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Things to do in Maldives

Discussion in 'Maldives' started by GirharSahila, Oct 2, 2016.

  1. GirharSahila

    GirharSahila New Member

    I am taking my future wife to Maldives for our honeymoon in November. I have decided to create an itinerary so that we can get the enjoy Maldives better and see and do all the things there.

    I need some help from the members to provide me with some information about the things to do in Maldives. I want everything to be perfect and not miss out on anything. It would also help me decide on the time which we would go to Maldives for.

  2. briannagodess

    briannagodess Well-Known Member

    Hello there, welcome to the forum!


    Shores having so fine, powdery sands that you would want to go barefoot all the time on them... Coral atolls found elsewhere in Asia... Clear blue waters, sparkling in daylight, competing with the hues of the sky... A place so pristine, you can call it a paradise right on Earth... This is the Maldives. The Maldives, a group of interspersed islands amidst the Indian ocean, is a premier destination that is every honeymoon couple's dream. It is remote, serene, pristine, virgin, so what more can you ask for? In this little guide, we will highlight the things that you can do around the islands of Maldives.

    Sightseeing in Maldives

    • Hukuru Miskiy - This mosque is also known as the Old Friday Mosque. It is located in Male, the capital of the country, and is regarded as the oldest mosque in Maldives as well. Originally, there was a mosque built here by Sultan Mohamed Bin Abdullah during the 11th century. This old mosque was replaced by the present structure we see today, which was built by Sultan Ibrahim Iskandhar I during the middle of the 16th century. The walls of the mosque were built using coral stones, a local material used in plenty of structures around the islands. The coral stones give the mosque its exquisite appearance. The roofs were once thatched but was replaced with iron sheets during the 19th century. The interiors, from the doorways, to the windows, were all made using different kinds of woods. They are also designed with intricate carvings that add beauty to the interiors. Outside of the mosque, you can also visit the graveyard where the tombs of influential rulers and their families were laid upon. The headstones of these tombs were also made using coral stones.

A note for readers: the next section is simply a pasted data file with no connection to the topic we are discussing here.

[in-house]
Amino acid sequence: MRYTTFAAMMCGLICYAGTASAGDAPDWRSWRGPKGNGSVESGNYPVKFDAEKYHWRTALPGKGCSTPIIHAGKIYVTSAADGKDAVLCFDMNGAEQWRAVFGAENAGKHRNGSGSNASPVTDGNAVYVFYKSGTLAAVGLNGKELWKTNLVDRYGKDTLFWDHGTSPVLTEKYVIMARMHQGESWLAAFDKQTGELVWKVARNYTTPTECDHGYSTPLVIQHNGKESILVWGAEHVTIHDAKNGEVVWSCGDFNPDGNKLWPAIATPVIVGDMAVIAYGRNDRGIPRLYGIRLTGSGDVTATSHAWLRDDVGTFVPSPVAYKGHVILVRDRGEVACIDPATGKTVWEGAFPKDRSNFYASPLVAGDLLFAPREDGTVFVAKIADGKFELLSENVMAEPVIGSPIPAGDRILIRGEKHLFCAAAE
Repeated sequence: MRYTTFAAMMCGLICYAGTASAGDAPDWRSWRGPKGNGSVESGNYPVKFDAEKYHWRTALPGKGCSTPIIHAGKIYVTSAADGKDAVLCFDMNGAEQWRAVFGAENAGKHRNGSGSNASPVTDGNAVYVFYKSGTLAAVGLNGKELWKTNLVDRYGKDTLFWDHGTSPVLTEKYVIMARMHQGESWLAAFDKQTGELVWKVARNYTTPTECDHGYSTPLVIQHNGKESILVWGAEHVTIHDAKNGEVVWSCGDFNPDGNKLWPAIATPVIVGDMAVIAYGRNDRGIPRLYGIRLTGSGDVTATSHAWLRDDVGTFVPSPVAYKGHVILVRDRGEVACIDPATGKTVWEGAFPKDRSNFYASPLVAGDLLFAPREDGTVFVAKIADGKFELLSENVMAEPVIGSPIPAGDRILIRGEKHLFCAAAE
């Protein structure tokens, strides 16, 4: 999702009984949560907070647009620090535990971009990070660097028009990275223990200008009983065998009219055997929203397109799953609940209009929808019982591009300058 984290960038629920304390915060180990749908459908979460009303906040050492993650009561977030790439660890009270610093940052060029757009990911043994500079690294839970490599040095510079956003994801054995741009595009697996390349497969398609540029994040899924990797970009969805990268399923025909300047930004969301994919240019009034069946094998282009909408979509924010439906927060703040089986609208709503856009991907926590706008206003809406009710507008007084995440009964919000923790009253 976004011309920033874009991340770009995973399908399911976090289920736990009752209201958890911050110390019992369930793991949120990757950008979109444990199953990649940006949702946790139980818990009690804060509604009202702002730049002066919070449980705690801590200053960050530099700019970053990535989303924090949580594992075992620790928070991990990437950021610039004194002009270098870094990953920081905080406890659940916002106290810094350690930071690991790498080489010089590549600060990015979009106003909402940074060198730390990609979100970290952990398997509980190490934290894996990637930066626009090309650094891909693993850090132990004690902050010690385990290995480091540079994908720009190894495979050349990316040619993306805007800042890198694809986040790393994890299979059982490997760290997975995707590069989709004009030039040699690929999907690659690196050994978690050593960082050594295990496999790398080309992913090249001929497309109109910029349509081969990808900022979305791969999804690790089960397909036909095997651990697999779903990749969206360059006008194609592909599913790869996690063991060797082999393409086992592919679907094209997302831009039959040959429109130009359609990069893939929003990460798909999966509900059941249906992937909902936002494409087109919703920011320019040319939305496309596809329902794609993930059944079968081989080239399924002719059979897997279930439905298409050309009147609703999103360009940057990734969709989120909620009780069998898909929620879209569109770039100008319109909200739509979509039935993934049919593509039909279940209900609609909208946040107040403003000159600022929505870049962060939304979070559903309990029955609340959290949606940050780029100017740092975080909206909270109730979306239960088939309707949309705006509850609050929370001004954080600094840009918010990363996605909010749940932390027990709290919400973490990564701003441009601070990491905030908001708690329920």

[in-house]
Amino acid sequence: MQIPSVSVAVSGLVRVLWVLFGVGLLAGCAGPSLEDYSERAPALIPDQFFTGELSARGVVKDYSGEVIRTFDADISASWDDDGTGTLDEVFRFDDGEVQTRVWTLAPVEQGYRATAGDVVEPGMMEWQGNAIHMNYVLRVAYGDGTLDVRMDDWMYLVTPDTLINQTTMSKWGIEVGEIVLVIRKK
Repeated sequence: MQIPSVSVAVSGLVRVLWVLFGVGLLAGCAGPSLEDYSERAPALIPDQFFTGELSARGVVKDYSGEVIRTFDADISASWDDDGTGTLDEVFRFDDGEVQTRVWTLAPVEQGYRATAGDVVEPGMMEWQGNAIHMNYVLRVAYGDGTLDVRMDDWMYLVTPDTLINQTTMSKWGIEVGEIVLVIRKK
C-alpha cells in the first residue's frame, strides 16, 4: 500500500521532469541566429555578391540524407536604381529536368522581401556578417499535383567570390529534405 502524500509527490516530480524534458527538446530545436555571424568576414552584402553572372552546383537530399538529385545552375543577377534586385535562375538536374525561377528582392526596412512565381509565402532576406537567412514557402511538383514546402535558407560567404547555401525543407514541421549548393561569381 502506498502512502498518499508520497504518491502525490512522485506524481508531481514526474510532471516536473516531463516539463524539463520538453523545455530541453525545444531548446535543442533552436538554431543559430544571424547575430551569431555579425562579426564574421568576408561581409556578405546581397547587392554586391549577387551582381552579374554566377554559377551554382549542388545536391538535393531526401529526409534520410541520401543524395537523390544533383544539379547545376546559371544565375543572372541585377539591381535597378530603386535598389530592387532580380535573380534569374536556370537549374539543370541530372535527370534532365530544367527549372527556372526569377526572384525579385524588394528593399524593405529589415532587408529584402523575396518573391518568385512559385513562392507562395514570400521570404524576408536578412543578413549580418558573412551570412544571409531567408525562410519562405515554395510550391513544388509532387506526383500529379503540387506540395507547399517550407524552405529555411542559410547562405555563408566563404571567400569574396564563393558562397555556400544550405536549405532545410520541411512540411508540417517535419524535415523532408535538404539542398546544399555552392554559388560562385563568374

Old Friday Mosque at Male (Image Courtesy of Pinterest)
    • Grand Friday Mosque - With its pure white facade, the Grand Friday Mosque is impossible to miss in the capital as well. In contrast to its white facade, is its pure gold dome, although it's not really made of gold but aluminium. Its simplicity makes it stand out but its sheer size is a bit overwhelming. It is known as the largest mosque in Male and can easily accommodate up to 5,000 devotees. Its architecture is that of Islamic and since it was just built in the end of the 19th century, it is a bit modern as compared to the Hukuru Miskiy. It does have intricate carvings as well when you look at it closely from the inside, much like the former temple.